FAIRBANKS — The Alaska Federation of Natives is officially backing an expansion of the Alaska Legislature.
AFN delegates approved a resolution supporting Ballot Measure 1 on Saturday, the final day of their annual conference at the Carlson Center in Fairbanks.
The ballot measure would expand the size of the 60-member Alaska Legislature by 10 percent, adding four additional representatives and two more senators. The size of the Legislature has remained unchanged since statehood.
The need for continued Native representation in the Legislature was a recurring theme of the conference. Rural areas are expected to lose districts when the state is reapportioned because of population growth in other parts of the state. Expanding the size of the Legislature is touted as a way to maintain a Native presence.
Buttons with the phrase “I’m a Yes” were commonly seen at the AFN convention, indicating support for both Ballot Measure 1 and a Proposition B, a $397 million capital bond measure than includes projects in rural Alaska.
Sen. Lisa Murkowski even threw her support behind Ballot Measure 1 in her speech to AFN on Thursday. She urged Natives to support it “to make sure that the state of Alaska listens to its rural people.”
Delegates opened the session with a resolution honoring former AFN Chairman Flore Lekanof Sr., who died on Sept. 17.
A group of delegates from the Aleutian region sang “Glory to God in the Highest” in the Aleut language in recognition of Lekanof’s Russian Orthodox faith.
Lekanof, who grew up on St. George Island, served as the first AFN chairman in 1966 before being named director of Alaska Native Affairs in Washington D.C. in 1972. He became principal of Scenic Park Elementary School in Anchorage in 1975, the first Alaska Native to be appointed as a school principal.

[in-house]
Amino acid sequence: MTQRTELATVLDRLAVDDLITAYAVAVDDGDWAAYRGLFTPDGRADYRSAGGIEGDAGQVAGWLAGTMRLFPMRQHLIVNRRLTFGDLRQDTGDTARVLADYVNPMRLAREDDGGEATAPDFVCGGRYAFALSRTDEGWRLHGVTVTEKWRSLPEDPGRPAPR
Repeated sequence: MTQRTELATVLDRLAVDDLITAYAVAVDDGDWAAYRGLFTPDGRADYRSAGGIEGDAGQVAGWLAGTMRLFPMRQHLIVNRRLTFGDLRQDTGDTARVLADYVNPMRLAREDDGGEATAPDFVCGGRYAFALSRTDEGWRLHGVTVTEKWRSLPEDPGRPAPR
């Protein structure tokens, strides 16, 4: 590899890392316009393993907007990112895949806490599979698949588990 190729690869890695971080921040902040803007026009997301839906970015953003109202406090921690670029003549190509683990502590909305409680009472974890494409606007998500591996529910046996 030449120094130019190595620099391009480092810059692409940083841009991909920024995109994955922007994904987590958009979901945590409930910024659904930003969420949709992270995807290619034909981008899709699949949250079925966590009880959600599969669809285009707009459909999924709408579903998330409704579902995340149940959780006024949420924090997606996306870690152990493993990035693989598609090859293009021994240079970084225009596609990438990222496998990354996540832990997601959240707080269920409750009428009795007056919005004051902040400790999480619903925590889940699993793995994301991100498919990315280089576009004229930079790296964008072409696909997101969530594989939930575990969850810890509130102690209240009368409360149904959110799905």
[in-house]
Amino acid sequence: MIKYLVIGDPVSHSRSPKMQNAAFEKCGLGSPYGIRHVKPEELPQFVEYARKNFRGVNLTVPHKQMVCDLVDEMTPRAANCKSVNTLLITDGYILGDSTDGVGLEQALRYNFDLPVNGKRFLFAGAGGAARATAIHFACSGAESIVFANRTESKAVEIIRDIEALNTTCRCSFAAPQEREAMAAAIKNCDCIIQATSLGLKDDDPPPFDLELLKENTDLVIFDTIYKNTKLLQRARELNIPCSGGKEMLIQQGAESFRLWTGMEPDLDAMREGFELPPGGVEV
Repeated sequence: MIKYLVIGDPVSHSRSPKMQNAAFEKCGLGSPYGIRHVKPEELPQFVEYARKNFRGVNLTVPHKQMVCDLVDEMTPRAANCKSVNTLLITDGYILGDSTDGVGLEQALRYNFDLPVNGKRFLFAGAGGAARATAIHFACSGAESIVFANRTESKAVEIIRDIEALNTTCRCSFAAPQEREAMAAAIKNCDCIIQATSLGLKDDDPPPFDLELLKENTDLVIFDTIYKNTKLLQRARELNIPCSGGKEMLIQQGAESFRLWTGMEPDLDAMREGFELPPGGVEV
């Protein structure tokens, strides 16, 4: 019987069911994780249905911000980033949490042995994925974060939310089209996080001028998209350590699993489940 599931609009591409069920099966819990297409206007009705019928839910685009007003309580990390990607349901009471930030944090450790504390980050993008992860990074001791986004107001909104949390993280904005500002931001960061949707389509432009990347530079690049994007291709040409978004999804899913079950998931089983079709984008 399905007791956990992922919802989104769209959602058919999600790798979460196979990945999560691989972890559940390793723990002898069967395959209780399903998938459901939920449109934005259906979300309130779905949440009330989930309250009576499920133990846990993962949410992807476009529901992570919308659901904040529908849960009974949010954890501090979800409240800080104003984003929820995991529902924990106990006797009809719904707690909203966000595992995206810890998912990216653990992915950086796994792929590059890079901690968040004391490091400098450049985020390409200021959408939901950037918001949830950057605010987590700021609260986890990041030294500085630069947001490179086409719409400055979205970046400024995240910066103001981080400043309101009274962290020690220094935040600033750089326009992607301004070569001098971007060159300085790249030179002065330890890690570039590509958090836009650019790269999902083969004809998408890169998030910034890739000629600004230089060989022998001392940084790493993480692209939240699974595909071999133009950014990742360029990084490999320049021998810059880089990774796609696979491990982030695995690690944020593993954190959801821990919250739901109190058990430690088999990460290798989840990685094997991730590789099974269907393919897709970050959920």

Lekanof received the AFN Public Service Award in 2006.
The resolutions also included a pledge by AFN to pursue more funding for suicide prevention, specifically through reducing substance abuse and depression through the promotion of Native culture. AFN also hopes to better prepare communities for suicide prevention and how to respond to incidents of suicide.
Alaska has the highest suicide rate in the nation, and the resolution stated that Alaska Native suicide rates are five times the national average.
Natasha Singh, a Fairbanks resident whose family is from Stevens Village, spoke about the toll that suicides take on village life. She said the deaths are often linked to sexual, physical and drug abuse.
“These individuals who take their lives are our loved ones,” she said.
The final resolution of the day established an AFN Alaska Native Languages Commission.
The newly established commission will politically advocate on behalf of Alaska Native languages, share research, and work to find money for Alaska Native language revitalization efforts.
The resolution said that Alaska’s Native languages are all “endangered or severely endangered,” and that steps need to be taken to preserve them.
“Alaska Native languages are inherently valuable and constitute vital sources of identity for Alaska Native peoples, reinforcing the cultural, geographic, and ethnic ties that make us unique,” the resolution stated.
Contact staff writer Jeff Richardson at 459-7518.